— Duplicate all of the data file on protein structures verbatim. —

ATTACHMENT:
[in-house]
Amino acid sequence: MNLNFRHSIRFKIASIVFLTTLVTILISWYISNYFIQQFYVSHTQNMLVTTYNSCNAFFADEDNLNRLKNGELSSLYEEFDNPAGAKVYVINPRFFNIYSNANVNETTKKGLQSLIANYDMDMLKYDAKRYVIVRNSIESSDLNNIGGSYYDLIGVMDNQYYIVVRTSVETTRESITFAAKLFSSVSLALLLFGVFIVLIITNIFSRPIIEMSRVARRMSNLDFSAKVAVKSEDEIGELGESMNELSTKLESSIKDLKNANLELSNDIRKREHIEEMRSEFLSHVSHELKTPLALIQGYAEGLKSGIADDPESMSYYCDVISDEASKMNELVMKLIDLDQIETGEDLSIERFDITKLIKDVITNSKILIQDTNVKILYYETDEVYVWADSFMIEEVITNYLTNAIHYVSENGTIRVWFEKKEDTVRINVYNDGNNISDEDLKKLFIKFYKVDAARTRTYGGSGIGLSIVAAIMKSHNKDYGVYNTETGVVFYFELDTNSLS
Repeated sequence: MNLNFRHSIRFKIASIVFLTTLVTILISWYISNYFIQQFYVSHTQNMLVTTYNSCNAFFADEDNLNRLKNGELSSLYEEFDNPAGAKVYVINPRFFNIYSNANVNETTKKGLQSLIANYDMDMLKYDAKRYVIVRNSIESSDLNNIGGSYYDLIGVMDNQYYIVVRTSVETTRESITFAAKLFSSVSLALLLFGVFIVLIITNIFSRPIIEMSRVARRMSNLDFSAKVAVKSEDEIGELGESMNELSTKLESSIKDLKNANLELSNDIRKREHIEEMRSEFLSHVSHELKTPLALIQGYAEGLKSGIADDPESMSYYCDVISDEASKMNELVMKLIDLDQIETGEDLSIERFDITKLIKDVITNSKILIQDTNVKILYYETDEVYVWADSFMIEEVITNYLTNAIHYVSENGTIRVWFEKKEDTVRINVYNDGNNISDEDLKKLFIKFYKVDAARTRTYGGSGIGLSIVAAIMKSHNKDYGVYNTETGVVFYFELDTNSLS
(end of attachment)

[in-house]
Amino acid sequence: MNLNFRHSIRFKIASIVFLTTLVTILISWYISNYFIQQFYVSHTQNMLVTTYNSCNAFFADEDNLNRLKNGELSSLYEEFDNPAGAKVYVINPRFFNIYSNANVNETTKKGLQSLIANYDMDMLKYDAKRYVIVRNSIESSDLNNIGGSYYDLIGVMDNQYYIVVRTSVETTRESITFAAKLFSSVSLALLLFGVFIVLIITNIFSRPIIEMSRVARRMSNLDFSAKVAVKSEDEIGELGESMNELSTKLESSIKDLKNANLELSNDIRKREHIEEMRSEFLSHVSHELKTPLALIQGYAEGLKSGIADDPESMSYYCDVISDEASKMNELVMKLIDLDQIETGEDLSIERFDITKLIKDVITNSKILIQDTNVKILYYETDEVYVWADSFMIEEVITNYLTNAIHYVSENGTIRVWFEKKEDTVRINVYNDGNNISDEDLKKLFIKFYKVDAARTRTYGGSGIGLSIVAAIMKSHNKDYGVYNTETGVVFYFELDTNSLS
Repeated sequence: MNLNFRHSIRFKIASIVFLTTLVTILISWYISNYFIQQFYVSHTQNMLVTTYNSCNAFFADEDNLNRLKNGELSSLYEEFDNPAGAKVYVINPRFFNIYSNANVNETTKKGLQSLIANYDMDMLKYDAKRYVIVRNSIESSDLNNIGGSYYDLIGVMDNQYYIVVRTSVETTRESITFAAKLFSSVSLALLLFGVFIVLIITNIFSRPIIEMSRVARRMSNLDFSAKVAVKSEDEIGELGESMNELSTKLESSIKDLKNANLELSNDIRKREHIEEMRSEFLSHVSHELKTPLALIQGYAEGLKSGIADDPESMSYYCDVISDEASKMNELVMKLIDLDQIETGEDLSIERFDITKLIKDVITNSKILIQDTNVKILYYETDEVYVWADSFMIEEVITNYLTNAIHYVSENGTIRVWFEKKEDTVRINVYNDGNNISDEDLKKLFIKFYKVDAARTRTYGGSGIGLSIVAAIMKSHNKDYGVYNTETGVVFYFELDTNSLS